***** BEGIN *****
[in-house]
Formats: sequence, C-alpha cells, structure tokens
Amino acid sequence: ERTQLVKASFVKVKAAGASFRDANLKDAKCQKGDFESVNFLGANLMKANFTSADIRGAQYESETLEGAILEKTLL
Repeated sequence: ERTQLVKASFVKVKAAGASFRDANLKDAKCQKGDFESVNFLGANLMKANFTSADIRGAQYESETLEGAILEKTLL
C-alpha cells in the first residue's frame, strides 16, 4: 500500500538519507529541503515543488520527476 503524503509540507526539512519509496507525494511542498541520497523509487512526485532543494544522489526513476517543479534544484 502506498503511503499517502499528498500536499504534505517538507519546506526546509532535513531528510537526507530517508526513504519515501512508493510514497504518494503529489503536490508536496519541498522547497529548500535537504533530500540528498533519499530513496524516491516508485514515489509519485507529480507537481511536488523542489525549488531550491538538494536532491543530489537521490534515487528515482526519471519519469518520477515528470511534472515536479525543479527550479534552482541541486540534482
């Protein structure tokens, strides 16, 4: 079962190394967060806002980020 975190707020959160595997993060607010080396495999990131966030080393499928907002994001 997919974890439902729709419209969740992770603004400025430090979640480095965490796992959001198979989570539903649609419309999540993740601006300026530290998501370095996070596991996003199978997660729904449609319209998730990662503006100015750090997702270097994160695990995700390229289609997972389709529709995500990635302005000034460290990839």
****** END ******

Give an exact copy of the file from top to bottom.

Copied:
[in-house]
Formats: sequence, C-alpha cells, structure tokens
Amino acid sequence: ERTQLVKASFVKVKAAGASFRDANLKDAKCQKGDFESVNFLGANLMKANFTSADIRGAQYESETLEGAILEKTLL
Repeated sequence: ERTQLVKASFVKVKAAGASFRDANLKDAKCQKGDFESVNFLGANLMKANFTSADIRGAQYESETLEGAILEKTLL
C-alpha cells in the first residue's frame, strides 16, 4: 500500500538519507529541503515543488520527476 503524503509540507526539512519509496507525494511542498541520497523509487512526485532543494544522489526513476517543479534544484 502506498503511503499517502499528498500536499504534505517538507519546506526546509532535513531528510537526507530517508526513504519515501512508493510514497504518494503529489503536490508536496519541498522547497529548500535537504533530500540528498533519499530513496524516491516508485514515489509519485507529480507537481511536488523542489525549488531550491538538494536532491543530489537521490534515487528515482526519471519519469518520477515528470511534472515536479525543479527550479534552482541541486540534482
């Protein structure tokens, strides 16, 4: 079962190394967060806002980020 975190707020959160595997993060607010080396495999990131966030080393499928907002994001 997919974890439902729709419209969740992770603004400025430090979640480095965490796992959001198979989570539903649609419309999540993740601006300026530290998501370095996070596991996003199978997660729904449609319209998730990662503006100015750090997702270097994160695990995700390229289609997972389709529709995500990635302005000034460290990839």